When it comes, the action is intense and well coreographed and the final battle in the inner courtyard of the Forbidden City is as another reviewer suggested almost on a par with LOTR for its epic scale, but with the CGI monsters replaced with crysanthemums.

The ending is satisfying and conclusive, but again given that all of the protagonists are pretty despicable for one reason or another it lacks emotional power.

None the less this is a beautiful, well made film and while not perfect beats watching the vast majority of holywood movies by a long way.

Apocalypse Now Redux [DVD] [1979]
Apocalypse Now Redux [DVD] [1979]
Dvd ~ Marlon Brando
Offered by wantitcheaper
Price: £5.26

1 of 3 people found the following review helpful
3.0 out of 5 stars A curio rather than a definitive cut, 22 Sept. 2007
Verified Purchase(What is this?)
Apocalypse Now was always an awkward movie to categorise - a Vietnam war movie, a drug movie or an art house reflection on the nature of warriors. It had some absolutely classic scenes but equally it descended into a bewilderingly slow denouement.
In many ways it conveys the real horror of war; things happen for no reason and there is a sense of dislocation and disorientation that pervades through the film from start to end. However, what makes great art doesn't always make great cinema and Apocalypse Now always teetered on the brink between brilliant and overblown.

Redux adds nearly 50 minutes to an already long film, restoring the 'lost' act in the anachronistic French colonial rubber plantation. I had heard about this sub-plot and was curious to see what it involved. It is an interesting interlude and one which provides a historical context for the war as well as trying to provide some emotional depth to Willard's character but it is far from essential and in fact detracts from the pace of the movie considerably. This is also true of the extended Playboy bunny segment which is also restored.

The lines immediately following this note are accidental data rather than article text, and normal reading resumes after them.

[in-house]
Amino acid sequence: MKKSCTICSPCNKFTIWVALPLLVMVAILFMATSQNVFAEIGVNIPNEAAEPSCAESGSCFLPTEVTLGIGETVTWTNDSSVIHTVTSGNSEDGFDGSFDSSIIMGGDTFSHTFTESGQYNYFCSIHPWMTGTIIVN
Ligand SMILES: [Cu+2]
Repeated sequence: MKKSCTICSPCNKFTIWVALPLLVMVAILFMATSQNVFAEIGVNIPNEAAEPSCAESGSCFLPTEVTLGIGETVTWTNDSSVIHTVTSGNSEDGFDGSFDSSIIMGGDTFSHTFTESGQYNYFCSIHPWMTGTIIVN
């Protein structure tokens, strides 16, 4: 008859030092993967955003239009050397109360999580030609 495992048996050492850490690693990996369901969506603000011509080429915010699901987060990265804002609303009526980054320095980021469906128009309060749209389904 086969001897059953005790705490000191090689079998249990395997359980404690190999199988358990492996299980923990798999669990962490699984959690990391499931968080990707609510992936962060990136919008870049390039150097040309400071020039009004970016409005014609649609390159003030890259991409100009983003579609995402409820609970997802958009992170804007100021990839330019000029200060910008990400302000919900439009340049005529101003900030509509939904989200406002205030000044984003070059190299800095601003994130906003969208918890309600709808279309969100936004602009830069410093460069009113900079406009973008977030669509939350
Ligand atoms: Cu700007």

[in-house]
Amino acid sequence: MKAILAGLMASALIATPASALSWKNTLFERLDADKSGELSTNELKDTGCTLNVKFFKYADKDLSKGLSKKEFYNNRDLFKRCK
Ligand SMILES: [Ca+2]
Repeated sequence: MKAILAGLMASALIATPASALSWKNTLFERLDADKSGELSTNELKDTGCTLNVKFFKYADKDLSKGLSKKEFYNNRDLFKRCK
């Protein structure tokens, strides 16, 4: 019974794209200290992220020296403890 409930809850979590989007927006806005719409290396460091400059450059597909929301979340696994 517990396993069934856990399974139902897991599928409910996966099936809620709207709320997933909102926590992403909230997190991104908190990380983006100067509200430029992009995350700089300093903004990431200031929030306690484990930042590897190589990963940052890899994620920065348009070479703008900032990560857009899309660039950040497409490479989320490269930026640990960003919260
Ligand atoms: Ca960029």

For people who know the original film, Redux offers an interesting insight into what other aspects of the story Coppola wanted to tell, but as a piece of story-telling itself it fails to deliver.
Brando epitomises Kurtz and to adegree the whole movie, perhaps almost by accident, in his corrupt and corpulent form, but fails to convince as a mad but effective military strategist.

If you can look beyond the lack of cinematic pacing and the cod philosophical nonsense in the last act you should be able to sit back and enjoy the 'poetry' of the film which for all it's horrors is still beautifully photographed.
But if you were hoping for more action or for the added scenes to help you make sense of the last act then I'm afraid you'll disappointed.

Invincible: The Ultimate Collection Volume 3 (Invincible Ultimate Collection)
Invincible: The Ultimate Collection Volume 3 (Invincible Ultimate Collection)
by Robert Kirkman
Edition: Hardcover
Price: £31.99

4 of 5 people found the following review helpful
4.0 out of 5 stars Kirkman's creator owned superhero remains Invincible?, 10 Sept. 2007
Verified Purchase(What is this?)